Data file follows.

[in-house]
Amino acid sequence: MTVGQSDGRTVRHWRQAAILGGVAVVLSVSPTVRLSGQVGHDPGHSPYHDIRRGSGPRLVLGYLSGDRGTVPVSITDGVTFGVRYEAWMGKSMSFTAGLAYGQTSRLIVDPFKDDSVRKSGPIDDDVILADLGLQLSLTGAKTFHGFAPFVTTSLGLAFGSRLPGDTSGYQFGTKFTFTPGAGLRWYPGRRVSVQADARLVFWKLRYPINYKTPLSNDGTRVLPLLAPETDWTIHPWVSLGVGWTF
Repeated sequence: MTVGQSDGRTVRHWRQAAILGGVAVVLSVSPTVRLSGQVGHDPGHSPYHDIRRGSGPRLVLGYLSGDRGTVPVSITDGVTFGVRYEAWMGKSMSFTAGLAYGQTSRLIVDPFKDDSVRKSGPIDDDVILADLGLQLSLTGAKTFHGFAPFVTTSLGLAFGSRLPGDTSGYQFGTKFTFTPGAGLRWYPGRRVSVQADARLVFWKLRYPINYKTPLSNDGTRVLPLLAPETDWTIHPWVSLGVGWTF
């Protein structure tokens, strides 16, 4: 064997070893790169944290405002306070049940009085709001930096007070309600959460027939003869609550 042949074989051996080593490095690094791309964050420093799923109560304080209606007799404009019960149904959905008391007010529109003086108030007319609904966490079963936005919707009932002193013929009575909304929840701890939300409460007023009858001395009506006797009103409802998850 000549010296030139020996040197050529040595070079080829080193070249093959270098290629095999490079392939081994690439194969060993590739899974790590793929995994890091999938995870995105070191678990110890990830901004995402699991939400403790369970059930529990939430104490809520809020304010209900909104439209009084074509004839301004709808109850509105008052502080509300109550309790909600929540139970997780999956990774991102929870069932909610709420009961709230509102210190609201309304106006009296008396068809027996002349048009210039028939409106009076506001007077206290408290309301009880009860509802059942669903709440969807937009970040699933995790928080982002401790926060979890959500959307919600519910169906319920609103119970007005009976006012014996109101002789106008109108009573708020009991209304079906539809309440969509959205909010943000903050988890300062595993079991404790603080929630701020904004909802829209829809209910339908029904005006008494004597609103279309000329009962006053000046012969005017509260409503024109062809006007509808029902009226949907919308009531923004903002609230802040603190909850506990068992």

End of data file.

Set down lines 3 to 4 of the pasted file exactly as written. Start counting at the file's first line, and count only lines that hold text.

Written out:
Repeated sequence: MTVGQSDGRTVRHWRQAAILGGVAVVLSVSPTVRLSGQVGHDPGHSPYHDIRRGSGPRLVLGYLSGDRGTVPVSITDGVTFGVRYEAWMGKSMSFTAGLAYGQTSRLIVDPFKDDSVRKSGPIDDDVILADLGLQLSLTGAKTFHGFAPFVTTSLGLAFGSRLPGDTSGYQFGTKFTFTPGAGLRWYPGRRVSVQADARLVFWKLRYPINYKTPLSNDGTRVLPLLAPETDWTIHPWVSLGVGWTF
């Protein structure tokens, strides 16, 4: 064997070893790169944290405002306070049940009085709001930096007070309600959460027939003869609550 042949074989051996080593490095690094791309964050420093799923109560304080209606007799404009019960149904959905008391007010529109003086108030007319609904966490079963936005919707009932002193013929009575909304929840701890939300409460007023009858001395009506006797009103409802998850 000549010296030139020996040197050529040595070079080829080193070249093959270098290629095999490079392939081994690439194969060993590739899974790590793929995994890091999938995870995105070191678990110890990830901004995402699991939400403790369970059930529990939430104490809520809020304010209900909104439209009084074509004839301004709808109850509105008052502080509300109550309790909600929540139970997780999956990774991102929870069932909610709420009961709230509102210190609201309304106006009296008396068809027996002349048009210039028939409106009076506001007077206290408290309301009880009860509802059942669903709440969807937009970040699933995790928080982002401790926060979890959500959307919600519910169906319920609103119970007005009976006012014996109101002789106008109108009573708020009991209304079906539809309440969509959205909010943000903050988890300062595993079991404790603080929630701020904004909802829209829809209910339908029904005006008494004597609103279309000329009962006053000046012969005017509260409503024109062809006007509808029902009226949907919308009531923004903002609230802040603190909850506990068992």